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Publication numberUS7836871 B2
Publication typeGrant
Application numberUS 11/654,418
Publication dateNov 23, 2010
Filing dateJan 17, 2007
Priority dateJan 17, 2007
Fee statusPaid
Also published asUS20080168969
Publication number11654418, 654418, US 7836871 B2, US 7836871B2, US-B2-7836871, US7836871 B2, US7836871B2
InventorsJames J. Kempf
Original AssigneeKempf James J
Export CitationBiBTeX, EndNote, RefMan
External Links: USPTO, USPTO Assignment, Espacenet
Powerstroke crossbow
US 7836871 B2
Abstract
A crossbow having an increased powerstroke and reduced noise. The powerstroke is increased by inverting the limb orientation from the standard crossbow arrangement and locating string guides at least partially forward and rearward of the ends of the limbs. The bowstring is drawn from the tops of the string guides to maximize the powerstroke, reducing noise and increasing the retained and delivered energy over existing crossbows.
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Claims(20)
1. A shooting bow comprising:
(a) a frame;
(b) a first limb;
(c) a second limb;
(d) wherein said first limb and said second limb are coupled to said frame in a manner in which said first limb and said second limb extend outwardly away from one another in a direction of shooting;
(e) a first string guide journaled to said first limb at a first point;
(f) a second string guide journaled to said limb at a second point;
(g) wherein said first point is located no more than ninety-five centimeters from said second point;
(h) a first string coupled to said first string guide and to said second string guide;
(i) a second string coupled from a first contact on said first string guide forward of said first point to a second contact on said second string guide forward of said second point;
(j) a locking assembly configured to receive said second string;
(k) a trigger coupled to said locking assembly; and
(l) a rail coupled to said frame and configured to receive a majority of a projectile forward of said locking assembly when said locking assembly is in receipt of said second string.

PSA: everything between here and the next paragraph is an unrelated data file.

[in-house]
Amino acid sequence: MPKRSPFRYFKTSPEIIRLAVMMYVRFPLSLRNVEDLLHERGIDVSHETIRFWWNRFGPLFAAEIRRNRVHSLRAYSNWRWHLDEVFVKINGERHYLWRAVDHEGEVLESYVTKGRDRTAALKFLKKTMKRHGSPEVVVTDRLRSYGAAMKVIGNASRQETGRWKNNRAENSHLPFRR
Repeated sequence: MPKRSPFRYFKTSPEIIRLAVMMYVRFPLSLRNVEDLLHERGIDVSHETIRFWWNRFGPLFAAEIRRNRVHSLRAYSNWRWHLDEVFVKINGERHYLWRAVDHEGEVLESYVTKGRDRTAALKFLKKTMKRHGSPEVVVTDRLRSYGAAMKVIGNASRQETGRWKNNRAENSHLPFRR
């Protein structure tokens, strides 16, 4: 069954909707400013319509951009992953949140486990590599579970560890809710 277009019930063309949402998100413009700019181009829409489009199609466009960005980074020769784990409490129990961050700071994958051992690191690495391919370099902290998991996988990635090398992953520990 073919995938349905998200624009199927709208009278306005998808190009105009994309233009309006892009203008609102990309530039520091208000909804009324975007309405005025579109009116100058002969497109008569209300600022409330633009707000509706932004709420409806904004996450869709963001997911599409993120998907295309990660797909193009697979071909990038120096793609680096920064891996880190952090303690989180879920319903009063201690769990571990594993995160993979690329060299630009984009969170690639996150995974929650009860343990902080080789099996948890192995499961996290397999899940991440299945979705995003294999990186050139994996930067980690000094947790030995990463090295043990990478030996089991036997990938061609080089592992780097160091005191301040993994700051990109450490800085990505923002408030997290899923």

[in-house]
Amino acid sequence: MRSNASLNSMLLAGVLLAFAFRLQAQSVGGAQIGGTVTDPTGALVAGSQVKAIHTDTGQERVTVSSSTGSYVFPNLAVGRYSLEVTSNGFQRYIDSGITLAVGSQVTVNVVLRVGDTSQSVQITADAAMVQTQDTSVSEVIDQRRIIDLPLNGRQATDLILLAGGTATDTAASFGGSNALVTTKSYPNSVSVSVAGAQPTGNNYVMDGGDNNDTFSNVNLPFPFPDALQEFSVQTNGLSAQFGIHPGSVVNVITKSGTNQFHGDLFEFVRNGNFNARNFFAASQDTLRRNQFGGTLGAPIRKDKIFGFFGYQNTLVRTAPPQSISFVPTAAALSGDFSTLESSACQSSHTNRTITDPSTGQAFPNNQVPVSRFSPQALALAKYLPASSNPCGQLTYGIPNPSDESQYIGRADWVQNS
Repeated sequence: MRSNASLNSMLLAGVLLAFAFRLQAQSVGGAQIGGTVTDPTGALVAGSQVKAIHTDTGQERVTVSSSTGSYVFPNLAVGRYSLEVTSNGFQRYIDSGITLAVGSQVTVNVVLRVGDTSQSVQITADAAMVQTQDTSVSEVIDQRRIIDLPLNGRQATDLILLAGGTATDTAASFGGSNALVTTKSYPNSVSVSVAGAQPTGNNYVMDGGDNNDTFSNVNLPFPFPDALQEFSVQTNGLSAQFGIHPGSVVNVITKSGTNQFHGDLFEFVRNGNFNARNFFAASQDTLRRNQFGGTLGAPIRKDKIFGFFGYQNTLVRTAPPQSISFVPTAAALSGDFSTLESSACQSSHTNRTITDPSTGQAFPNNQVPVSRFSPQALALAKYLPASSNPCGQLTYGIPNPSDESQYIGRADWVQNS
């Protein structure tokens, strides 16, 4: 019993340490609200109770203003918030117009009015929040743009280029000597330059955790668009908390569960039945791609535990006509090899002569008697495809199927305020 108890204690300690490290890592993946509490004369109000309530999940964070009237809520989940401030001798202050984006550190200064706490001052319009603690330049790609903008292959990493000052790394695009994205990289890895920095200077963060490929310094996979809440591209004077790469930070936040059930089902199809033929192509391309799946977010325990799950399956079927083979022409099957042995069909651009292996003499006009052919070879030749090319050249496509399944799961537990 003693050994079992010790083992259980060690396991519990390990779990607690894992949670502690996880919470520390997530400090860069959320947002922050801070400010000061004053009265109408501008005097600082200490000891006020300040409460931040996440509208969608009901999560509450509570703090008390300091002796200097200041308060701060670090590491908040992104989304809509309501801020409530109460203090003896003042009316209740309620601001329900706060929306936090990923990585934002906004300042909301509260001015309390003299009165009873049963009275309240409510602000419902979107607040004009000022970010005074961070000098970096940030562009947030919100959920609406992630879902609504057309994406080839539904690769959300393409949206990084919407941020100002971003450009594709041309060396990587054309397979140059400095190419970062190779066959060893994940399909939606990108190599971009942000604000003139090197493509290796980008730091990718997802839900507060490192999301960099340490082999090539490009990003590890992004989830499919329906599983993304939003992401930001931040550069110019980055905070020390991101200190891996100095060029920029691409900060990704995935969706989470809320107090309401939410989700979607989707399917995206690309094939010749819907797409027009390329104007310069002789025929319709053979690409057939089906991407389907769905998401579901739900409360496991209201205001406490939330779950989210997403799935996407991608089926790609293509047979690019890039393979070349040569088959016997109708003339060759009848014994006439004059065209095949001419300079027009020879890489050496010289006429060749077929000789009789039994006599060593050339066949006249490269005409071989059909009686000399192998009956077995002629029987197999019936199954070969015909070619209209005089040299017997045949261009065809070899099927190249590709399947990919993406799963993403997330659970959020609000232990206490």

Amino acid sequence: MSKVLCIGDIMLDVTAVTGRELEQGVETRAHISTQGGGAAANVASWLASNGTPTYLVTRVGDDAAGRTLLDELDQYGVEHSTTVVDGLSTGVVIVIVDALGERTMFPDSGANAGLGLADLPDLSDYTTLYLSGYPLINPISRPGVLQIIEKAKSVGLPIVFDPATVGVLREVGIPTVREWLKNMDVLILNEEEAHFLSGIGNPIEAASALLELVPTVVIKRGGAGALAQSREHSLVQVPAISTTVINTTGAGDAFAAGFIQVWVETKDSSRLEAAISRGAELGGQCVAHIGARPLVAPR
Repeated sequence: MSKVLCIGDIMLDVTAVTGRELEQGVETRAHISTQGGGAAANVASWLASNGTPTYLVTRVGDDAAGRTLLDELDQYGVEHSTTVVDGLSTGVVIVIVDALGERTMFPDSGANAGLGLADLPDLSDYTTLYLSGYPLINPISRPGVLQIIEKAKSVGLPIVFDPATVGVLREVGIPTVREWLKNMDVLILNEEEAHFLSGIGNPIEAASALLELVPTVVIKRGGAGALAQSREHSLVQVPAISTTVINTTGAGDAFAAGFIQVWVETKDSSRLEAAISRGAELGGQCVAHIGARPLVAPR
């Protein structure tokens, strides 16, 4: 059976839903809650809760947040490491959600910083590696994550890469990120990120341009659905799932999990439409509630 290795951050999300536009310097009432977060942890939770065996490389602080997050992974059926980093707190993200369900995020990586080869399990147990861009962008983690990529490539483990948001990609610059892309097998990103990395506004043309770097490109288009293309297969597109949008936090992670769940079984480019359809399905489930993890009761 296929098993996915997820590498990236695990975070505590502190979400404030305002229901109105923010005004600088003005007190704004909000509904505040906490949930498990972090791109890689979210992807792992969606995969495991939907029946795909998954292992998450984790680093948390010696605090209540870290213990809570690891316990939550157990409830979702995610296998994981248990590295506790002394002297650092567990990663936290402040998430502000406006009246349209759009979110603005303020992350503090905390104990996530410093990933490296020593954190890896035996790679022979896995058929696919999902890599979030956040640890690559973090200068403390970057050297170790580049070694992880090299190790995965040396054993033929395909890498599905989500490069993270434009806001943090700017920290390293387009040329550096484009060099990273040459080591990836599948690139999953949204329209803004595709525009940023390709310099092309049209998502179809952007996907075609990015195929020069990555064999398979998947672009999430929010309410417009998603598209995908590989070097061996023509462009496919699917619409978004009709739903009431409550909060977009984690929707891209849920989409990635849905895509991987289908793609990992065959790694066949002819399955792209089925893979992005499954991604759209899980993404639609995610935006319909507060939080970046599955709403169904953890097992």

2. The shooting bow of claim 1, wherein said first point is located no more than eighty-five centimeters from said second point.
3. The shooting bow of claim 2, wherein said locking assembly is configured to receive said second string at a cocked position at least thirty-five centimeters from a resting position of said second string.
4. The shooting bow of claim 2, wherein said locking assembly is configured to receive said second string at a cocked position at least forty centimeters from a resting position of said second string.
5. The shooting bow of claim 2, wherein said locking assembly is configured to receive said second string at a cocked position at least forty-five centimeters from a resting position of said second string.
6. The shooting bow of claim 1, wherein said locking assembly is configured to receive said second string at a cocked position at least thirty-five centimeters from a resting position of said second string.
7. The shooting bow of claim 1, wherein said locking assembly is configured to receive said second string at a cocked position at least forty centimeters from a resting position of said second string.
8. The shooting bow of claim 1, wherein said locking assembly is configured to receive said second string at a cocked position at least forty-five centimeters from a resting position of said second string.
9. The shooting bow of claim 8, wherein said second string guide is a pulley.
10. The shooting bow of claim 1, wherein said first string guide is a cam.
11. A shooting bow comprising:
(a) a frame; .
(b) a first limb;
(c) a second limb;
(d) a first string guide journaled to said first limb at a first point in a manner in which at least a portion of said first string guide extends at least partially forward of, and through, said first limb;
(e) a second string guide journaled to said second limb in a manner in which at least a portion of said second string guide extends forward of, and through, said second limb;
(f) a string coupled from a forward portion of said first string guide to a forward portion of said second string guide;
(g) wherein said first journaling means is located no more than ninety-five centimeters from said second journaling means;
(h) a locking assembly configured to receive said string; and
(i) a trigger coupled to said locking assembly.
12. The shooting bow of claim 11, wherein said first point is located no more than eighty-five centimeters from said second point.
13. The shooting bow of claim 12, wherein said locking assembly is configured to receive said second string at a cocked position at least thirty-five centimeters from a resting position of said second string.
14. The shooting bow of claim 12, wherein said locking assembly is configured to receive said second string at a cocked position at least forty centimeters from a resting position of said second string.
15. The shooting bow of claim 12, wherein said locking assembly is configured to receive said second string at a cocked position at least forty-five centimeters from a resting position of said second string.
16. The shooting bow of claim 11, wherein said locking assembly is configured to receive said second string at a cocked position at least thirty-five centimeters from a resting position of said second string.
17. The shooting bow of claim 11, wherein said locking assembly is configured to receive said second string at a cocked position at least forty centimeters from a resting position of said string.
18. The shooting bow of claim 11, wherein said locking assembly is configured to receive said second string at a cocked position at least forty-five centimeters from a resting position of said string.
19. A shooting bow system comprising:
(a) a frame having a front and a back;
(b) a first limb;
(c) a second limb;